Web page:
Plane crashes en route to Moffat blaze


Moffat County fires

Mayberry Fire

• Located 32 miles northwest of Craig

• Started Sunday

• 27,000 acres burned

• Burning in sagebrush and tall grasses on Bureau of Land Management property, private lands

• 50 percent contained

• Expected to be fully contained by Today

Prong fire

• Located 23 miles northwest of Craig

• Started Sunday

• 5,150 acres burned

• Jumped containment lines Tuesday night

• Burning sagebrush and grass on BLM, private lands

• Containment percentage unknown

Lone Fire

• Located 15 miles north of Elk Springs

• Started Sunday

• 950 acres burned

• Burning pinion, juniper and sage on BLM, private lands

• 75 percent contained

• Two homes in area not immediately threatened

• Full containment expected by today

A single-engine air tanker crashed Wednesday in Rio Blanco County while attempting to subdue a growing fire. No serious injuries were reported in the crash.

The crash occurred about 3 p.m. while responding to a fire about 20 miles northwest of Meeker that was reported at 10:25 a.m. Wednesday.

The blaze likely was sparked by lightning Tuesday night, according to the Bureau of Land Management.

The pilot, who was contracted with the BLM, was evacuated by helicopter to Grand Junction and was conscious and mobile at the time.

The BLM is withholding the pilot's name at this time.

The cause of the crash is still unknown and is under investigation, the BLM reported in a news release.

"It started picking up intensity, so that's when they called air support because the goal is to keep the fire small," said David Boyd, BLM public affairs specialist for Northwest Colorado.

Controlling a fire in its early stages is important, he said, especially when resources are already stretched thin.

Such was the case Wednesday, when crews also were combatting three main fires and more than 30 smaller ones in Moffat County.

Meanwhile, blazes that began in Moffat County earlier this week appeared to be holding their own against fire crews Wednesday.

As of Wednesday afternoon, none of three fires was fully contained. BLM officials anticipated two fires to come under firefighters' control by today.

In a concerted effort, multiple agencies at local, state and federal levels are battling fires roaring across Moffat County.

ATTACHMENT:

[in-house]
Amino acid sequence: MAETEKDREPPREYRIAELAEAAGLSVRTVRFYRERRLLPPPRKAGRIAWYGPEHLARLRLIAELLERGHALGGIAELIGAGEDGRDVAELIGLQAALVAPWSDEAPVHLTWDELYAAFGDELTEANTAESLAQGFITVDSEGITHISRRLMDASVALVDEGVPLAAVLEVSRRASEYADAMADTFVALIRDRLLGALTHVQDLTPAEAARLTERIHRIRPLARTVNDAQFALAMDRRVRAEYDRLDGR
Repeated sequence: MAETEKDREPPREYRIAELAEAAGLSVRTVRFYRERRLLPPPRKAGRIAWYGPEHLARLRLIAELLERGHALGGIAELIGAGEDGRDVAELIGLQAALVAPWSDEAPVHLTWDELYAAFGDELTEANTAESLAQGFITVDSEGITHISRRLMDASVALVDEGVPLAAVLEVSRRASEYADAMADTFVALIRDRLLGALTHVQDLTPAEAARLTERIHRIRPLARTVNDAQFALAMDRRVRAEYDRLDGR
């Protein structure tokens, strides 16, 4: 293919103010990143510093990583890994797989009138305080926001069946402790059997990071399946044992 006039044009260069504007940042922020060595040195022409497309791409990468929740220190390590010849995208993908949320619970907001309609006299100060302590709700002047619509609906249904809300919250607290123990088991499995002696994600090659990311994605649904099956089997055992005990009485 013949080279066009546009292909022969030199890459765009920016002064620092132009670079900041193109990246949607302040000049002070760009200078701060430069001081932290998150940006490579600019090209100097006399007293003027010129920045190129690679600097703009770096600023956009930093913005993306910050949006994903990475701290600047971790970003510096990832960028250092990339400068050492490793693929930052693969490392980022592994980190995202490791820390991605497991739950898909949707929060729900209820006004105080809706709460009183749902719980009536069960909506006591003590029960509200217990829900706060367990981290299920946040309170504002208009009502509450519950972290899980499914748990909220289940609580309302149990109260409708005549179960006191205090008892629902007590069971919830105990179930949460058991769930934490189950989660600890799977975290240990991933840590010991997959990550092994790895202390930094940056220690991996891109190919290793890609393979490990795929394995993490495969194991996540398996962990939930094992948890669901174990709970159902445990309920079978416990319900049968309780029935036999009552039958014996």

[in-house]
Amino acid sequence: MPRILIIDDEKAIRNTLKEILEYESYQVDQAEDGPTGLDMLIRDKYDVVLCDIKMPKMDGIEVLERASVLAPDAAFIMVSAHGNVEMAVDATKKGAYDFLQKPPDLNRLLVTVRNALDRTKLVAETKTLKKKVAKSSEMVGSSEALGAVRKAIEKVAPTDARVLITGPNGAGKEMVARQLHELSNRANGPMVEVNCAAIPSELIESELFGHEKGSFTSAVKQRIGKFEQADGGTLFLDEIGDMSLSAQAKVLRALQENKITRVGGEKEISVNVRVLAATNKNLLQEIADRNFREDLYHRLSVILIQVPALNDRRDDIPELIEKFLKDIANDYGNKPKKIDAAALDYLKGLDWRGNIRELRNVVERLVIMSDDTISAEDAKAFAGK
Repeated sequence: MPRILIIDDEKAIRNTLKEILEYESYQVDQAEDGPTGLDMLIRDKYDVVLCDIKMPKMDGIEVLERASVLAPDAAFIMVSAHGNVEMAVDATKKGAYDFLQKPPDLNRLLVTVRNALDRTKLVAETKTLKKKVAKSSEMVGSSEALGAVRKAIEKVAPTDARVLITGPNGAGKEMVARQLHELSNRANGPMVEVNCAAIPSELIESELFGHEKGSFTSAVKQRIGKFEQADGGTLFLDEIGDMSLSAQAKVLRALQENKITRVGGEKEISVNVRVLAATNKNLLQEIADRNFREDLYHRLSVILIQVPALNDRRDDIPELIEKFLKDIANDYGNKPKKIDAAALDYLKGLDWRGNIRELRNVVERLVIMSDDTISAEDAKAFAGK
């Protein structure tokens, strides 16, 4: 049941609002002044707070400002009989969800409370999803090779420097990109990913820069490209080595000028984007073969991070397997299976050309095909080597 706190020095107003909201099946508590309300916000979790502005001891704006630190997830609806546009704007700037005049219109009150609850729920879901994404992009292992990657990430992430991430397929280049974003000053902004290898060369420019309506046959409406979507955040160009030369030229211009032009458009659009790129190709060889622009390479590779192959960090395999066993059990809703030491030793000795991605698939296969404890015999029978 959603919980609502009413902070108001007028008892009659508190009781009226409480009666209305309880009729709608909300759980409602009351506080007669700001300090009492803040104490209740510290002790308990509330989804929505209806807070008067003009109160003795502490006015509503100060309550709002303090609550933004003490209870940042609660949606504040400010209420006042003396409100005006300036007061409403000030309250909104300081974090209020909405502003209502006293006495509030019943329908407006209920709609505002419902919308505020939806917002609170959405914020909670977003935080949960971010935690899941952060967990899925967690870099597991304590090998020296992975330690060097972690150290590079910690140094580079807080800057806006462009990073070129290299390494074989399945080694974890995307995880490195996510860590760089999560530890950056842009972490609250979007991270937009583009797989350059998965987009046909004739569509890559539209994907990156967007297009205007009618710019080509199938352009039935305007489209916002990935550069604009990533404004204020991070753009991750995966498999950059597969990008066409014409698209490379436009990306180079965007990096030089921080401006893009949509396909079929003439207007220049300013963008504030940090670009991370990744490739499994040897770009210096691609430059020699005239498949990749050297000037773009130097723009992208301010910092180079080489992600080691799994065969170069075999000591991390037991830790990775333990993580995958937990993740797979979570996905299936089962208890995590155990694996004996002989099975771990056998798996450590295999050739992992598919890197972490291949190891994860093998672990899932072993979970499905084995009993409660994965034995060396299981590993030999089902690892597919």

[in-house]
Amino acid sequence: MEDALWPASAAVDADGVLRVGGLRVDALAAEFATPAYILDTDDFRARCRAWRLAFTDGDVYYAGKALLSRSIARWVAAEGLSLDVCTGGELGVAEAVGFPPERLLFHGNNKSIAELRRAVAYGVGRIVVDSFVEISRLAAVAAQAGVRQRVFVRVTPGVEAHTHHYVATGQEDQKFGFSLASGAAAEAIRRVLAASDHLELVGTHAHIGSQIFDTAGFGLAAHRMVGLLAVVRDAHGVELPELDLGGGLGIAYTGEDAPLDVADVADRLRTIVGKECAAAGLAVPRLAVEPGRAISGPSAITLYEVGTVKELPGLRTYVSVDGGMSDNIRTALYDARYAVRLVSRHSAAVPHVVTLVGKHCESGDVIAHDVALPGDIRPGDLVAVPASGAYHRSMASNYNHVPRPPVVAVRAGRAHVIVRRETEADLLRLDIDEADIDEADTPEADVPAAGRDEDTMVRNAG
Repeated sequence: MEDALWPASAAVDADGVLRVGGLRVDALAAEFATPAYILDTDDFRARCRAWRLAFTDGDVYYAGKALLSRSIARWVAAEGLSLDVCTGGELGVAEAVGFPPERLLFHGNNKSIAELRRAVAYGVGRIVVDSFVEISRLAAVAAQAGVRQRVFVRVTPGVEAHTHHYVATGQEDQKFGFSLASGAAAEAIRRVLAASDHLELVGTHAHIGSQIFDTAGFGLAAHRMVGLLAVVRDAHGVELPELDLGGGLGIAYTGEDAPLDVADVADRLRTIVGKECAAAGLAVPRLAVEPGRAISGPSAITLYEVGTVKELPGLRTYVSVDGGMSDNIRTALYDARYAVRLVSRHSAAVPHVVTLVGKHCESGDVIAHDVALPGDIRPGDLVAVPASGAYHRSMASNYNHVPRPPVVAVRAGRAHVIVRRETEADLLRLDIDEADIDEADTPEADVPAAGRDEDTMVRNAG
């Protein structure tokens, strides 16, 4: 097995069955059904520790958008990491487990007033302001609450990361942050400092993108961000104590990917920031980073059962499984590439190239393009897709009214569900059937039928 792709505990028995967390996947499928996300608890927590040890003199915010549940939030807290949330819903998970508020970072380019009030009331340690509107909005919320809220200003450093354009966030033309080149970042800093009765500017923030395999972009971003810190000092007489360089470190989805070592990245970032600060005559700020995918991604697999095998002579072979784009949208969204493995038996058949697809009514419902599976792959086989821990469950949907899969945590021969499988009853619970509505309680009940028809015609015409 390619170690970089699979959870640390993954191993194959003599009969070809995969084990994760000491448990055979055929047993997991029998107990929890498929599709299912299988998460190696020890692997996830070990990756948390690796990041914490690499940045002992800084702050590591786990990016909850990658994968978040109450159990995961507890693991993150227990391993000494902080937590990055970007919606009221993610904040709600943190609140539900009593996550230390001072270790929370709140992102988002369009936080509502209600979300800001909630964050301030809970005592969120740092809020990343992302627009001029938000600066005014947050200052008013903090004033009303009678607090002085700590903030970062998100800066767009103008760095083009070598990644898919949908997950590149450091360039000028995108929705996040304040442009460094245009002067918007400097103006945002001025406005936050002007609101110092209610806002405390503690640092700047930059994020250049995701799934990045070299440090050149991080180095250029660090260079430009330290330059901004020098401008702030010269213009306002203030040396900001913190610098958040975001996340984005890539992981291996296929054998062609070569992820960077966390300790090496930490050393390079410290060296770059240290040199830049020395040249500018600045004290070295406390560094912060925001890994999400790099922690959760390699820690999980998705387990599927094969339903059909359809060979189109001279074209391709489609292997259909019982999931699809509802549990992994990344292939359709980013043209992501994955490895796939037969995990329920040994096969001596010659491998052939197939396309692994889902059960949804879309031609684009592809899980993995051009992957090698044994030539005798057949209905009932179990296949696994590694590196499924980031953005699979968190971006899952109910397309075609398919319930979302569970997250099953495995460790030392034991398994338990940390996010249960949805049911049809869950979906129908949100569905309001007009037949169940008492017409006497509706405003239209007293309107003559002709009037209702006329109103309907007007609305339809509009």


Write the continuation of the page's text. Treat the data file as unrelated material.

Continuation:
"Fire crews and resources from Moffat County, the towns of Maybell and Meeker, State Forest Service, the BLM, U.S. Forest Service, U.S. Fish and Wildlife Service and the National Park Service are working together to (manage) these fires," the BLM reported in a news release.

However, 21 firefighters recently focused their efforts on a new 350-acre fire that started Monday about 7 miles northwest of Meeker.

Meanwhile, remaining crews tried to contain pre-existing fires in Moffat County.

A fire that has ignited 27,000 acres 32 miles northwest of Craig remained 50 percent contained as of Wednesday afternoon. Fire crews expect to have the fire fully contained by today, the BLM reported in a news release.

The fire is burning in sagebrush and tall grasses on property belonging to the Bureau of Land Management and private landowners.

With the support of a heavy air tanker and two single-engine air tankers, a team of 77 firefighters attempted to subdue the flames Wednesday.

Fire crews have named this fire the Mayberry Fire in reference to Mayberry Springs, which is located near the fire about 5 miles west of Great Divide. In most cases, firefighters name fires after natural landmarks, Boyd said.

The name of the fire bears no relation to Maybell, a town about 30 miles west of Craig.

The Lone Fire, located 15 miles north of Elk Springs, has burned 950 acres of pinion, juniper and sage on private and BLM lands. It has been 75 percent contained, and full containment is expected by today, the BLM reported in a news release.

The third of Moffat County's major blazes still was uncontained Wednesday afternoon after it jumped containment lines Tuesday night. The Prong fire, sparked Sunday 23 miles northwest of Craig, consumed an additional 250 acres since Tuesday, bringing its total burnt acreage up to 5,150 acres of private and BLM lands.

Fire crews thought they had the fire contained Tuesday afternoon. At about 7 p.m. that night, however, the fire had burned past containment lines.

Bridget Manley can be reached at 875-1795 or


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